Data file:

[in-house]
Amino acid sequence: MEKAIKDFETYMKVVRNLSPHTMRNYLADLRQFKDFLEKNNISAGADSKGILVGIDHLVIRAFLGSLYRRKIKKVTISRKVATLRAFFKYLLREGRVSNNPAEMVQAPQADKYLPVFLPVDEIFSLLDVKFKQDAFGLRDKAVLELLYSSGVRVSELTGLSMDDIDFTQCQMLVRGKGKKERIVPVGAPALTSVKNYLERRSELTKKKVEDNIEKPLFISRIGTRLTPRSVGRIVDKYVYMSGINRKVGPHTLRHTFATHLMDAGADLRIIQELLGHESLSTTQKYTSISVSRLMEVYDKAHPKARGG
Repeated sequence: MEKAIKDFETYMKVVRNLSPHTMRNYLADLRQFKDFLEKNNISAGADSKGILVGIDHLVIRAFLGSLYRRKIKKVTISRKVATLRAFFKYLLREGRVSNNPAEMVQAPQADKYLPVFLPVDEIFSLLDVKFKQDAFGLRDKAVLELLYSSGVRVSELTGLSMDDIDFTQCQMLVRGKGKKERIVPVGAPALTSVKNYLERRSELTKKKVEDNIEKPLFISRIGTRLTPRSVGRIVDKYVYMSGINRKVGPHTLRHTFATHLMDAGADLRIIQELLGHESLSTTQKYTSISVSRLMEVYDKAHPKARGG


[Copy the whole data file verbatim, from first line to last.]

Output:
[in-house]
Amino acid sequence: MEKAIKDFETYMKVVRNLSPHTMRNYLADLRQFKDFLEKNNISAGADSKGILVGIDHLVIRAFLGSLYRRKIKKVTISRKVATLRAFFKYLLREGRVSNNPAEMVQAPQADKYLPVFLPVDEIFSLLDVKFKQDAFGLRDKAVLELLYSSGVRVSELTGLSMDDIDFTQCQMLVRGKGKKERIVPVGAPALTSVKNYLERRSELTKKKVEDNIEKPLFISRIGTRLTPRSVGRIVDKYVYMSGINRKVGPHTLRHTFATHLMDAGADLRIIQELLGHESLSTTQKYTSISVSRLMEVYDKAHPKARGG
Repeated sequence: MEKAIKDFETYMKVVRNLSPHTMRNYLADLRQFKDFLEKNNISAGADSKGILVGIDHLVIRAFLGSLYRRKIKKVTISRKVATLRAFFKYLLREGRVSNNPAEMVQAPQADKYLPVFLPVDEIFSLLDVKFKQDAFGLRDKAVLELLYSSGVRVSELTGLSMDDIDFTQCQMLVRGKGKKERIVPVGAPALTSVKNYLERRSELTKKKVEDNIEKPLFISRIGTRLTPRSVGRIVDKYVYMSGINRKVGPHTLRHTFATHLMDAGADLRIIQELLGHESLSTTQKYTSISVSRLMEVYDKAHPKARGG